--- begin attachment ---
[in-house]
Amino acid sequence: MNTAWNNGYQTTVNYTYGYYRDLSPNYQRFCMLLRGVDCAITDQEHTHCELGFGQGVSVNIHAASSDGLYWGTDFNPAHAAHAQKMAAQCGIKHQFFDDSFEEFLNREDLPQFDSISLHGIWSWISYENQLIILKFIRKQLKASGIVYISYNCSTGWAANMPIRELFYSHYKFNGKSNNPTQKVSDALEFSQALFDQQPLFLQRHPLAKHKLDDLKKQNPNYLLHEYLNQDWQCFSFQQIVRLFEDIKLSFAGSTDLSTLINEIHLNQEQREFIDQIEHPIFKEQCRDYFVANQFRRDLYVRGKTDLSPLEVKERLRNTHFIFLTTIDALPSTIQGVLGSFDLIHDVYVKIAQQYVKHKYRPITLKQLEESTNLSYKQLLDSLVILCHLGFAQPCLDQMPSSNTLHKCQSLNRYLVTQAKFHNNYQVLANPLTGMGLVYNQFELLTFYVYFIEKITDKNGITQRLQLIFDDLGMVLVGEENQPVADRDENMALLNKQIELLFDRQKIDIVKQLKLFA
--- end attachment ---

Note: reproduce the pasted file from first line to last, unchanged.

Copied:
[in-house]
Amino acid sequence: MNTAWNNGYQTTVNYTYGYYRDLSPNYQRFCMLLRGVDCAITDQEHTHCELGFGQGVSVNIHAASSDGLYWGTDFNPAHAAHAQKMAAQCGIKHQFFDDSFEEFLNREDLPQFDSISLHGIWSWISYENQLIILKFIRKQLKASGIVYISYNCSTGWAANMPIRELFYSHYKFNGKSNNPTQKVSDALEFSQALFDQQPLFLQRHPLAKHKLDDLKKQNPNYLLHEYLNQDWQCFSFQQIVRLFEDIKLSFAGSTDLSTLINEIHLNQEQREFIDQIEHPIFKEQCRDYFVANQFRRDLYVRGKTDLSPLEVKERLRNTHFIFLTTIDALPSTIQGVLGSFDLIHDVYVKIAQQYVKHKYRPITLKQLEESTNLSYKQLLDSLVILCHLGFAQPCLDQMPSSNTLHKCQSLNRYLVTQAKFHNNYQVLANPLTGMGLVYNQFELLTFYVYFIEKITDKNGITQRLQLIFDDLGMVLVGEENQPVADRDENMALLNKQIELLFDRQKIDIVKQLKLFA